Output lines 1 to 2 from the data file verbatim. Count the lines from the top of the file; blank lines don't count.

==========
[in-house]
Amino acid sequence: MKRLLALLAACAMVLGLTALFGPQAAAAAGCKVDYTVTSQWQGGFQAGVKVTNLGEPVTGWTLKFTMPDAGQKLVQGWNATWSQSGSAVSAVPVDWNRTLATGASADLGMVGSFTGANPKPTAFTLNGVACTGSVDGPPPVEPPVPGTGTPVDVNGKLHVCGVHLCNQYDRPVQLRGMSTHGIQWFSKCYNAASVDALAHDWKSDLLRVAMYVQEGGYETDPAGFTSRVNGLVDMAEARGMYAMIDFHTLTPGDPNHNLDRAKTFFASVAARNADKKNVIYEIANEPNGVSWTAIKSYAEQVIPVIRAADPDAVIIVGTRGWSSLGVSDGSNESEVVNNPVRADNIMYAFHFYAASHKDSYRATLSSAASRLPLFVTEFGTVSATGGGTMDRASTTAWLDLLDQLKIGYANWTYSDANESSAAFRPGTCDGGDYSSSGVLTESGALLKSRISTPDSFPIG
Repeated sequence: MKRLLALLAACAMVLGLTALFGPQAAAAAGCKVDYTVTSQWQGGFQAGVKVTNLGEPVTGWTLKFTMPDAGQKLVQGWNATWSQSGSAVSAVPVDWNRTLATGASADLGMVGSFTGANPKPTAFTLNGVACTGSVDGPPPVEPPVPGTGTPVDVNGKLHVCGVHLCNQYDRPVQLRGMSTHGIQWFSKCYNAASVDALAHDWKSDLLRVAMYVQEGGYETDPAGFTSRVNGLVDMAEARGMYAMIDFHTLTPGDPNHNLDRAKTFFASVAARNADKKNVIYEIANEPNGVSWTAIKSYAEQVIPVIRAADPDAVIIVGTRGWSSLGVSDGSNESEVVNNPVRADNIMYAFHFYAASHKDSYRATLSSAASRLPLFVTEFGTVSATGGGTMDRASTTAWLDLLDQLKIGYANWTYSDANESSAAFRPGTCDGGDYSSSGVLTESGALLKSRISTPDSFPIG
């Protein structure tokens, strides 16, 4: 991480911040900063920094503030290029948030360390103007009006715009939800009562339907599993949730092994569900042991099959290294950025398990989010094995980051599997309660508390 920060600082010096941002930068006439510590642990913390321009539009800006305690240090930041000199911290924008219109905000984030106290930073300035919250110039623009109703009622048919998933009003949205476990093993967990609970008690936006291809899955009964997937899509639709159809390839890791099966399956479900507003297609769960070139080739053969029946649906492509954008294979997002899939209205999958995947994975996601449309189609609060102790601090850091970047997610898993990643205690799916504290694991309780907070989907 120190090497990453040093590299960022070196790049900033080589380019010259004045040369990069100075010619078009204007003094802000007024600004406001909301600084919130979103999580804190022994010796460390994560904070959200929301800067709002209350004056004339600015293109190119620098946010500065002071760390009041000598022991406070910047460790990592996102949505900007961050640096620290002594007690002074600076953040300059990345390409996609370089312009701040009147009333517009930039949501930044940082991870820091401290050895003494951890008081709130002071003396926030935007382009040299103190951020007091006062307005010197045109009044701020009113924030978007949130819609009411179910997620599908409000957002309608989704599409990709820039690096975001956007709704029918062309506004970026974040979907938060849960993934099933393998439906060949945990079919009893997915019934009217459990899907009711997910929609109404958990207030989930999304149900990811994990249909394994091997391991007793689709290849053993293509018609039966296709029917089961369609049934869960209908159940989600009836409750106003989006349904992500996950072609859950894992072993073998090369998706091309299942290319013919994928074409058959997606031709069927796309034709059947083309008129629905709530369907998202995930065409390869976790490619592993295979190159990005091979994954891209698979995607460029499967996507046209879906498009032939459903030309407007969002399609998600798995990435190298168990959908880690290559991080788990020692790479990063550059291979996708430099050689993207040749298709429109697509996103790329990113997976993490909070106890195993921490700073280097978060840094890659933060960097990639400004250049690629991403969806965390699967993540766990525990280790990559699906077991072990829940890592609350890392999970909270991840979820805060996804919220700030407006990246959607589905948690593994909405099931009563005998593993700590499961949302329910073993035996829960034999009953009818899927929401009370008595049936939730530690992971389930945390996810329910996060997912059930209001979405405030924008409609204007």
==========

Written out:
[in-house]
Amino acid sequence: MKRLLALLAACAMVLGLTALFGPQAAAAAGCKVDYTVTSQWQGGFQAGVKVTNLGEPVTGWTLKFTMPDAGQKLVQGWNATWSQSGSAVSAVPVDWNRTLATGASADLGMVGSFTGANPKPTAFTLNGVACTGSVDGPPPVEPPVPGTGTPVDVNGKLHVCGVHLCNQYDRPVQLRGMSTHGIQWFSKCYNAASVDALAHDWKSDLLRVAMYVQEGGYETDPAGFTSRVNGLVDMAEARGMYAMIDFHTLTPGDPNHNLDRAKTFFASVAARNADKKNVIYEIANEPNGVSWTAIKSYAEQVIPVIRAADPDAVIIVGTRGWSSLGVSDGSNESEVVNNPVRADNIMYAFHFYAASHKDSYRATLSSAASRLPLFVTEFGTVSATGGGTMDRASTTAWLDLLDQLKIGYANWTYSDANESSAAFRPGTCDGGDYSSSGVLTESGALLKSRISTPDSFPIG